Is my understanding on the right track? Thanks again. Really appreciate this.

rsgoldfarb
05-01-2007, 11:00 AM
I don't think you have it quite right, but unfortunately I won't be able to respond in detail here. I suggest you refer back to the notes and read those carefully. There are two different objectives that can be set - minimize the risk of the surplus, in which case hedging the liability risk is critical, or maximize the change in the surplus, in which case investing in equities is critical. These two objectives lead to different decisions about how much to invest in equities and so the "choice" of what to do depends on personal preferences for the risk-return tradeoff.

Jy88
05-01-2007, 10:48 PM
Thanks a lot for that :-p

Jy88
05-01-2007, 10:48 PM
What actually is negative convexity?

Is it increase in rates gives u an increase in duration?
Is it increase in rates gives you decrease in duration?

In the Goldfarb manual; pg 236, under Z-Pac it mention that an incrse in duration as rates rise is known as negative convexity. Later on on page 308, under the futures hedge, it says that negative convesity of futures contracts is becuase the delivery option causes duration to fall as rates rise and vice versa. So which one is the right one?

Also, what is the formulae for convexity; is it
= 1/(P*(1+y)^2) * Sum(T=1)*T*PV(CF). on page 273 of the goldfarb manual, it doesn't seem to have the (1+y)^2, however, on the page 149, under convexity, the formula correspond to the one I state. Anyone can confirm on this?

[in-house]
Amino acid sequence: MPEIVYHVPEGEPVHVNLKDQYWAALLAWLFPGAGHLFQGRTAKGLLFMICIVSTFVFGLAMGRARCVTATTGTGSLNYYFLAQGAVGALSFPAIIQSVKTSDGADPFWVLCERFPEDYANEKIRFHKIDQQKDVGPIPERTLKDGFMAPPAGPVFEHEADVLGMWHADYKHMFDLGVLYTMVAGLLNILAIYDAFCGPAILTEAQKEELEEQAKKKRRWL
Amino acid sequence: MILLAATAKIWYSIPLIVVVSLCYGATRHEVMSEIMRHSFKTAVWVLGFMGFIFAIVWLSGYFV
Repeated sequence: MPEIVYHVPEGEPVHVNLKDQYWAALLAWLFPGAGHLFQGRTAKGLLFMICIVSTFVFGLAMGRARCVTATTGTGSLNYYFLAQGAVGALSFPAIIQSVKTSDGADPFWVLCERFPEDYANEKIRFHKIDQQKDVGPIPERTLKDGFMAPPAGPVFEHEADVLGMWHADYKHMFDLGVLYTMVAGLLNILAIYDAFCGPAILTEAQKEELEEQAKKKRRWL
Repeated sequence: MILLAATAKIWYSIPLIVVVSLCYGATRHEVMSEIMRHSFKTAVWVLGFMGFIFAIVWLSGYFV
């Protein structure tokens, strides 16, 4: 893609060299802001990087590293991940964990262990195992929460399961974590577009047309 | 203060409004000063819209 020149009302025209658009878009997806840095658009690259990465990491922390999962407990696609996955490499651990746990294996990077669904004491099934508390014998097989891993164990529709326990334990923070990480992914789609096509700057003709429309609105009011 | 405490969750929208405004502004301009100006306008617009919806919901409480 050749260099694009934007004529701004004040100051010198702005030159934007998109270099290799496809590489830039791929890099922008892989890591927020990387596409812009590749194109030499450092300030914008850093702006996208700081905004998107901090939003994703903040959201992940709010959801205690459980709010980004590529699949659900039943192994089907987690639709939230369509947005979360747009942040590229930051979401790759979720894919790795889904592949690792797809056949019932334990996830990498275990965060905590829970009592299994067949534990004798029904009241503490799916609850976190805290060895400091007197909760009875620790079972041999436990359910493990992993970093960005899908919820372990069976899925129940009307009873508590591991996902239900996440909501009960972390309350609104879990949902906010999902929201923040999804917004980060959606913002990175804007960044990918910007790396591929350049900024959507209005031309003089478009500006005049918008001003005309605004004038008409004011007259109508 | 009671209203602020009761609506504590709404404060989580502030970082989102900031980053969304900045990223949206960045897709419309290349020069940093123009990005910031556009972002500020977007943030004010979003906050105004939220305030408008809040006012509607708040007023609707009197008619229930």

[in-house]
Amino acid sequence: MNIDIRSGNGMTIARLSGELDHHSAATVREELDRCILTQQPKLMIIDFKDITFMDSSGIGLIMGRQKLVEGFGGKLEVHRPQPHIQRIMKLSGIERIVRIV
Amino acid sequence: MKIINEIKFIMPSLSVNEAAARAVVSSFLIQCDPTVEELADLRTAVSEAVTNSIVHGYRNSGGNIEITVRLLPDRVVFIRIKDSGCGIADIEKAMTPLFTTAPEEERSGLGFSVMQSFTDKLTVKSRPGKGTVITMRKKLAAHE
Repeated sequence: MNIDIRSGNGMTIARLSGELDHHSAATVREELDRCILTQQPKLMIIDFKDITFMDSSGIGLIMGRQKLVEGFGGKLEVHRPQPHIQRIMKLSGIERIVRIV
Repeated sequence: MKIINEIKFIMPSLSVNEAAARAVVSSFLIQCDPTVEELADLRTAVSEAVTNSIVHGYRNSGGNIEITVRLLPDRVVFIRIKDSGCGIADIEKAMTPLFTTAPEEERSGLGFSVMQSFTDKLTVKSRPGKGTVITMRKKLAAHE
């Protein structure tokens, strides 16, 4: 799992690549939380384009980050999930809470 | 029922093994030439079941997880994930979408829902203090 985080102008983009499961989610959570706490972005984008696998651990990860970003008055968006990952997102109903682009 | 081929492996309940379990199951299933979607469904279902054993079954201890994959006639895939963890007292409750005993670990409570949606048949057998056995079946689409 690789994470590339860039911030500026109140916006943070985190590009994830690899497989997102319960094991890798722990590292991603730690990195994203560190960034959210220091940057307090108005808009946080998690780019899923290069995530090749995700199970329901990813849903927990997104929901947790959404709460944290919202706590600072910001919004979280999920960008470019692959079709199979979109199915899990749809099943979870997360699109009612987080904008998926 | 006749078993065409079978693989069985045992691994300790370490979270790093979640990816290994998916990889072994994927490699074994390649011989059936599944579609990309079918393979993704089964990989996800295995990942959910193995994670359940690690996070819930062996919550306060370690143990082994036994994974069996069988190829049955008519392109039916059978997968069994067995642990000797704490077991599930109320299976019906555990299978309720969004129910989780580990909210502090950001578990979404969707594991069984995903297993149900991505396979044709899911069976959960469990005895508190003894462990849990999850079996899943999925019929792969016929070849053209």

Thanks a lot :-p

Jy88
05-06-2007, 07:38 PM
The question is asking us to calculate a 10-year swap that pays 6% fixed and receives floating can be purchased with any notional amount. The yield curve is falt at 6.5%. Calculate the DVBP.

DVBP = (par amount * (Price + AI) * Modified Duration)/notional amount.

In the answer provided to this question. The DVBP of the fixed rate leg of swap is 694.8 for \$1mil notional. However, the answer I got is 703.25 (assumed if payable once per year) or 711.44 (assuming semi-annual)

Anyone can get that answer 694.8?

Thanks a lot.

Jy88
05-06-2007, 07:44 PM
For fixed annuities, it contain risk that crediting rate will have to rise to prevent policyholder surrenders. And this can be managed using interest rate swaps.

Therefore, in the manual (pg 321) it says that we can enter into swapoption. So when the interest rate fall, the firm has the option to lower crediting rate and if interst rate rise, it can sell this swap to third party and use the proceeds to manage the risk.

My question is:

For interest rate swap, the insurer would be the buyer then he would be paying fixed and receive floating. So if this is entered into swapoption, the insurer would have the option to exercise this at the delivery date if the interest rate increase, then he will get the floating rate and use that to pay for the higher crediting rates to prevent surrenders. And if interst rate decrease, he will just not exercise the option. This is my understanding. Is that correct?

But how come, he needs to sell the swapotion? And how would that help to decrease crediting rates when the interest rate decrease? And when he sell the swapoption, then he will be paying floating and receive fixed. Isn't that worst in a rising interest rate environment?

Thanks.